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Just Say No to Alcohol in Pregnancy

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WebMD Health News

Aug. 9, 2001 -- What's the harm in a little drink? If you're pregnant, perhaps a lot.

Heavy alcohol use has long been known to damage the developing baby, causing mental retardation, stunted growth, and abnormal facial features known as fetal alcohol syndrome. But even occasional drinking can lead to behavioral problems down the road -- as late as age 6 or 7 -- according to a new study in the Aug. 2 issue of the journal Pediatrics.

The American College of Obstetrics and Gynecology recommends not drinking any alcohol during pregnancy, study researcher Robert J. Sokol, MD, a distinguished professor of obstetrics and gynecology at Wayne State University in Detroit, tells WebMD. "Using even small amounts of alcohol has bad effects on later childhood behavior."

Sokol's group studied more than 500 mostly black, socially disadvantaged families over a six-year period. At age 6 to 7, the risk of delinquent behavior was three times greater in children whose mothers drank any alcohol during pregnancy than in those whose mothers abstained completely. Even one drink weekly increased risk of childhood behavioral problems such as aggression.

"This is an important new study that confirms again the wisdom of the Surgeon General's warning about not drinking during pregnancy or when planning a pregnancy," Ann P. Streissguth, PhD, director of the Fetal Alcohol and Drug Unit at the University of Washington School of Medicine in Seattle, tells WebMD.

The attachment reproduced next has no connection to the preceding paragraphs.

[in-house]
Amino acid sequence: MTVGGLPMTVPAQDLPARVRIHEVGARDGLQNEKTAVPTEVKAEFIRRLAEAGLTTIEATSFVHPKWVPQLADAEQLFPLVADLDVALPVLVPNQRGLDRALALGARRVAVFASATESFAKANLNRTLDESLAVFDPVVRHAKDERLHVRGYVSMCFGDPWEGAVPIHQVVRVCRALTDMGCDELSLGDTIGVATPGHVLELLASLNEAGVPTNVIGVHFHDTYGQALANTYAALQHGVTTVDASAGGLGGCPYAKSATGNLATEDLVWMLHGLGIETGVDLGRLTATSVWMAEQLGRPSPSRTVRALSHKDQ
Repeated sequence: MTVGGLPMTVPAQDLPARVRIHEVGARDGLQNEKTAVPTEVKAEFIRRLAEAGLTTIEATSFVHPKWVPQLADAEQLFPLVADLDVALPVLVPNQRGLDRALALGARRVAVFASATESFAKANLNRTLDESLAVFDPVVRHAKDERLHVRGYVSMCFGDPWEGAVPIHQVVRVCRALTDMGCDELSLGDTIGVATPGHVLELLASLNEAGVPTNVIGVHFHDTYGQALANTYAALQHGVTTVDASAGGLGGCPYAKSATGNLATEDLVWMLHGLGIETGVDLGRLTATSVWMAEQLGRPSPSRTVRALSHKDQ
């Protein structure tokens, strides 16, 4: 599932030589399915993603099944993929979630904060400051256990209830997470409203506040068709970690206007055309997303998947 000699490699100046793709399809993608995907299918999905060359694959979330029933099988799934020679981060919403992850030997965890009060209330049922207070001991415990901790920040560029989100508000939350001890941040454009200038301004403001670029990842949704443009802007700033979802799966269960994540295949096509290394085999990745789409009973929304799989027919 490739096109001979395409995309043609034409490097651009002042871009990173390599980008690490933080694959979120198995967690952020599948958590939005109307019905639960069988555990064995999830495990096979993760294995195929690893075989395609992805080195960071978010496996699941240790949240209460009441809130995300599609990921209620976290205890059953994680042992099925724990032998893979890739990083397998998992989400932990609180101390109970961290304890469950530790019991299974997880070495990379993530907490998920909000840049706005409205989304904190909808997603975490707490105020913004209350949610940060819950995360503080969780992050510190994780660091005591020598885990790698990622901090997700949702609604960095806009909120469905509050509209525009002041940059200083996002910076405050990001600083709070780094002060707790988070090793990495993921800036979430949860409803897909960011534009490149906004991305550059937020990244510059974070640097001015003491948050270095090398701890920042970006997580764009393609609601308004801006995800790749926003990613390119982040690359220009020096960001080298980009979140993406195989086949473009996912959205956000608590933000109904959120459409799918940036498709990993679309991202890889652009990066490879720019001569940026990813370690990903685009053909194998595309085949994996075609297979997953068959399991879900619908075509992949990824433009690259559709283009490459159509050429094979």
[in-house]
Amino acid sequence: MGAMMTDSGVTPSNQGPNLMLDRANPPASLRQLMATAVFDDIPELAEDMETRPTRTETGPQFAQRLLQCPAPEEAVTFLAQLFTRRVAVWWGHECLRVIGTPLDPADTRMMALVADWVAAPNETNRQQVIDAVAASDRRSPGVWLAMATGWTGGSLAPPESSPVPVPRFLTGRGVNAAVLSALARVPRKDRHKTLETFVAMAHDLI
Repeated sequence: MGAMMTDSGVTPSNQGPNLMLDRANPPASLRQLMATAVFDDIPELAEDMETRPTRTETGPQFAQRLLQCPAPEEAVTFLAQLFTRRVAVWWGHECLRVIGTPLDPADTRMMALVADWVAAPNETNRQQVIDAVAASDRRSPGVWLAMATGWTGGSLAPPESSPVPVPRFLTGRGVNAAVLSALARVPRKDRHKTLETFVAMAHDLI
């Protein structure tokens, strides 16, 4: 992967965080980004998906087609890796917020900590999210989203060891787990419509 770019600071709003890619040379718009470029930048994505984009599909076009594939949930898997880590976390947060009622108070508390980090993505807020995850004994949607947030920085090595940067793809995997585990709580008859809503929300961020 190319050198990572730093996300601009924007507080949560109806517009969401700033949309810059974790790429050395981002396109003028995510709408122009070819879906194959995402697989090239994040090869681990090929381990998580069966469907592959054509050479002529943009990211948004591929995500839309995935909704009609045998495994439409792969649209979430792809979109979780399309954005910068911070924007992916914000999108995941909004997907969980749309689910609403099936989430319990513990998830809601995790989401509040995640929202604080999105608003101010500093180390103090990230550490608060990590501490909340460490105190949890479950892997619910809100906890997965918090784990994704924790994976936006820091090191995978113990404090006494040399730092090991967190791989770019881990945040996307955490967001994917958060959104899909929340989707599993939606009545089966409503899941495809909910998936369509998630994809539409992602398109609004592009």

"Since we know of no safe level of alcohol exposure during pregnancy, abstinence is the most prudent way to go," Mary J. O'Connor, PhD, tells WebMD after reviewing the study.

Alcohol may also interact with lead exposure and other drugs used by either parent, explains O'Connor, director of the Fetal Alcohol and Related Disorders Clinic and an adjunct professor of psychiatry and biobehavioral sciences at UCLA.

Although use of tobacco, cocaine, and other drugs during pregnancy may all affect the developing brain, Sokol says the evidence is more convincing for alcohol than for any other drug.

Current recommendations are that a woman stop drinking alcohol as soon as a pregnancy is suspected or confirmed, study co-author Beena Sood, MD, a pediatrician at Wayne State, tells WebMD.

Other researchers have reached conclusions similar to those in this study. "Our findings have consistently shown changes in both brain and behavior following heavy prenatal alcohol exposure," Sarah N. Mattson, PhD, an associate director of the Center for Behavioral Teratology and an assistant professor of psychology at San Diego State University, tells WebMD.

Her group has identified behavioral problems, lower IQ, clumsiness, and learning difficulties related to heavy prenatal alcohol exposure in children up to age 15, even if they lack the flat nose and other facial features typically seen in fetal alcohol syndrome.

Future studies recommended by Sood include following children who were exposed to alcohol in pregnancy through adolescence and adulthood to determine longer-term effects, examining whether the timing and pattern of alcohol exposure during pregnancy influence outcome, and studying characteristics that may make certain children more vulnerable.

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